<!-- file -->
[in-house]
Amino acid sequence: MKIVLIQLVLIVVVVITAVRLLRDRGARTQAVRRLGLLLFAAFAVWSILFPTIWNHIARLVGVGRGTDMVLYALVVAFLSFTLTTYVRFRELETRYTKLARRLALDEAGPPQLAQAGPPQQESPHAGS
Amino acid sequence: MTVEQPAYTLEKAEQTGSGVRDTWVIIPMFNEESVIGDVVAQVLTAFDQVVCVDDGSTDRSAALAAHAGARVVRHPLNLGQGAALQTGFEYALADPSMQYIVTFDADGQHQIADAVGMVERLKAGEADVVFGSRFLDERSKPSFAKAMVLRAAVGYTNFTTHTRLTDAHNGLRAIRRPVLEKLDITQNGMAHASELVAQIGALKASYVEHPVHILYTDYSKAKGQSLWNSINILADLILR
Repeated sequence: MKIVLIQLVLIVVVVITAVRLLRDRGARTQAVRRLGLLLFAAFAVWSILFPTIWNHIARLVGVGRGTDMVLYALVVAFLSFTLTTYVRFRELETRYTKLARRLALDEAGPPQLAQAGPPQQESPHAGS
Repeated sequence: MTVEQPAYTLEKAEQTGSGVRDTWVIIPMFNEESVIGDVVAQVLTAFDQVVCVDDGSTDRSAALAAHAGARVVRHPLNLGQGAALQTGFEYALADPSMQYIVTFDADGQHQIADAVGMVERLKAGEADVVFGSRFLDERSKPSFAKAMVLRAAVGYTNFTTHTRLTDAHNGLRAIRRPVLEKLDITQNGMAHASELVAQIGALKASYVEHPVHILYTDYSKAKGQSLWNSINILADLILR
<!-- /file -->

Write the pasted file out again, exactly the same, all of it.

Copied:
[in-house]
Amino acid sequence: MKIVLIQLVLIVVVVITAVRLLRDRGARTQAVRRLGLLLFAAFAVWSILFPTIWNHIARLVGVGRGTDMVLYALVVAFLSFTLTTYVRFRELETRYTKLARRLALDEAGPPQLAQAGPPQQESPHAGS
Amino acid sequence: MTVEQPAYTLEKAEQTGSGVRDTWVIIPMFNEESVIGDVVAQVLTAFDQVVCVDDGSTDRSAALAAHAGARVVRHPLNLGQGAALQTGFEYALADPSMQYIVTFDADGQHQIADAVGMVERLKAGEADVVFGSRFLDERSKPSFAKAMVLRAAVGYTNFTTHTRLTDAHNGLRAIRRPVLEKLDITQNGMAHASELVAQIGALKASYVEHPVHILYTDYSKAKGQSLWNSINILADLILR
Repeated sequence: MKIVLIQLVLIVVVVITAVRLLRDRGARTQAVRRLGLLLFAAFAVWSILFPTIWNHIARLVGVGRGTDMVLYALVVAFLSFTLTTYVRFRELETRYTKLARRLALDEAGPPQLAQAGPPQQESPHAGS
Repeated sequence: MTVEQPAYTLEKAEQTGSGVRDTWVIIPMFNEESVIGDVVAQVLTAFDQVVCVDDGSTDRSAALAAHAGARVVRHPLNLGQGAALQTGFEYALADPSMQYIVTFDADGQHQIADAVGMVERLKAGEADVVFGSRFLDERSKPSFAKAMVLRAAVGYTNFTTHTRLTDAHNGLRAIRRPVLEKLDITQNGMAHASELVAQIGALKASYVEHPVHILYTDYSKAKGQSLWNSINILADLILR